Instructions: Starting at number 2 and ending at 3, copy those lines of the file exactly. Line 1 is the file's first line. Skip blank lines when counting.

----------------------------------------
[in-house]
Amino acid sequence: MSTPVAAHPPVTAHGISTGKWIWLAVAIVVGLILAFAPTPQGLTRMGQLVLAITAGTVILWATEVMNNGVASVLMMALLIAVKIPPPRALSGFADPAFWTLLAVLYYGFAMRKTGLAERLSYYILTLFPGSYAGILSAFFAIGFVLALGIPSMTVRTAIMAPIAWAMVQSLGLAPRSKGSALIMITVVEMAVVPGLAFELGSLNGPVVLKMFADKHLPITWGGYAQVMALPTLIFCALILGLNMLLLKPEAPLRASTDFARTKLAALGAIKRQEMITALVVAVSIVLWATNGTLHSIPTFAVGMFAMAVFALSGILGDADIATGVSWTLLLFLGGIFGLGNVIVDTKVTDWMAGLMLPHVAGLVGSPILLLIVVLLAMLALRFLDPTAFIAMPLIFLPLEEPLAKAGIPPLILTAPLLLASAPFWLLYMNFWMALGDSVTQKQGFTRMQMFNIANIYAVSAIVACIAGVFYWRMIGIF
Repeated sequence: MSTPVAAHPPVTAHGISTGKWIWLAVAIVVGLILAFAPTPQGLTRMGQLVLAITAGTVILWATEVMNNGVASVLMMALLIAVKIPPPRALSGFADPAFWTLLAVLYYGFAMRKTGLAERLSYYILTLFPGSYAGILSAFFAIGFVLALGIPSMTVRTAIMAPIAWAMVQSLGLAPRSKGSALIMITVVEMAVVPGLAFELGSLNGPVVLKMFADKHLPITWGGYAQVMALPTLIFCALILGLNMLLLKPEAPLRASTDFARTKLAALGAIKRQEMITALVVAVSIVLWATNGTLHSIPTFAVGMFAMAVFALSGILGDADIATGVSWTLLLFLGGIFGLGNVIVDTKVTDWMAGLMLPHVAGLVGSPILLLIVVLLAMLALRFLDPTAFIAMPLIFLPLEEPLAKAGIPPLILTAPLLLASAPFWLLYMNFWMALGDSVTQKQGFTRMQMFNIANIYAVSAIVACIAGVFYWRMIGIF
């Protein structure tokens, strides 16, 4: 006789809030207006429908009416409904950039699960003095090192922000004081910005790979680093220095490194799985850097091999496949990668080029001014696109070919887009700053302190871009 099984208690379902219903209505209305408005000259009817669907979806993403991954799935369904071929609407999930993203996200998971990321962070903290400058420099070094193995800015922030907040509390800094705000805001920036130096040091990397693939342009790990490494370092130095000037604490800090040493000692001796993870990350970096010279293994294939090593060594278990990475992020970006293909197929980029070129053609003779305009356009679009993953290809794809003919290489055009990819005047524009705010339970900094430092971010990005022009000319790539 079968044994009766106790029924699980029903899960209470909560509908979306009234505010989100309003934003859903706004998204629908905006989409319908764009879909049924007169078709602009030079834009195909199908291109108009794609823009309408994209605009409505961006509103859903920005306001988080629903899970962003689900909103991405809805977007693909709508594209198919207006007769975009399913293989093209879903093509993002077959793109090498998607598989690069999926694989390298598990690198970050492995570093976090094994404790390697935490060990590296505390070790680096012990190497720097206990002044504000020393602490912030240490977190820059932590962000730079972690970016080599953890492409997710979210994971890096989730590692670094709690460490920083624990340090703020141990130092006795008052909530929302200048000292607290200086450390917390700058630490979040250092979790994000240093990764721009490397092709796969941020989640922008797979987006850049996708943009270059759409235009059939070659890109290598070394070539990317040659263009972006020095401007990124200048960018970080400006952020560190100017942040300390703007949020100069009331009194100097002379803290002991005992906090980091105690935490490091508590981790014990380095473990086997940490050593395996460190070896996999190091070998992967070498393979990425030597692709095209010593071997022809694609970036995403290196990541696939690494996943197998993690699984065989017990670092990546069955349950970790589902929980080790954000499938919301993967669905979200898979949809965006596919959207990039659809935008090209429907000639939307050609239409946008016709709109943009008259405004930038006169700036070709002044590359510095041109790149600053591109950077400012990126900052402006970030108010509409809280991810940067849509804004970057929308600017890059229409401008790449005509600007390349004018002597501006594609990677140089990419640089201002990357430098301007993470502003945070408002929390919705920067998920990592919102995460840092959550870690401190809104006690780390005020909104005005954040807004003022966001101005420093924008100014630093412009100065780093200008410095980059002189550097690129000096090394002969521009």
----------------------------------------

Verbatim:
Amino acid sequence: MSTPVAAHPPVTAHGISTGKWIWLAVAIVVGLILAFAPTPQGLTRMGQLVLAITAGTVILWATEVMNNGVASVLMMALLIAVKIPPPRALSGFADPAFWTLLAVLYYGFAMRKTGLAERLSYYILTLFPGSYAGILSAFFAIGFVLALGIPSMTVRTAIMAPIAWAMVQSLGLAPRSKGSALIMITVVEMAVVPGLAFELGSLNGPVVLKMFADKHLPITWGGYAQVMALPTLIFCALILGLNMLLLKPEAPLRASTDFARTKLAALGAIKRQEMITALVVAVSIVLWATNGTLHSIPTFAVGMFAMAVFALSGILGDADIATGVSWTLLLFLGGIFGLGNVIVDTKVTDWMAGLMLPHVAGLVGSPILLLIVVLLAMLALRFLDPTAFIAMPLIFLPLEEPLAKAGIPPLILTAPLLLASAPFWLLYMNFWMALGDSVTQKQGFTRMQMFNIANIYAVSAIVACIAGVFYWRMIGIF
Repeated sequence: MSTPVAAHPPVTAHGISTGKWIWLAVAIVVGLILAFAPTPQGLTRMGQLVLAITAGTVILWATEVMNNGVASVLMMALLIAVKIPPPRALSGFADPAFWTLLAVLYYGFAMRKTGLAERLSYYILTLFPGSYAGILSAFFAIGFVLALGIPSMTVRTAIMAPIAWAMVQSLGLAPRSKGSALIMITVVEMAVVPGLAFELGSLNGPVVLKMFADKHLPITWGGYAQVMALPTLIFCALILGLNMLLLKPEAPLRASTDFARTKLAALGAIKRQEMITALVVAVSIVLWATNGTLHSIPTFAVGMFAMAVFALSGILGDADIATGVSWTLLLFLGGIFGLGNVIVDTKVTDWMAGLMLPHVAGLVGSPILLLIVVLLAMLALRFLDPTAFIAMPLIFLPLEEPLAKAGIPPLILTAPLLLASAPFWLLYMNFWMALGDSVTQKQGFTRMQMFNIANIYAVSAIVACIAGVFYWRMIGIF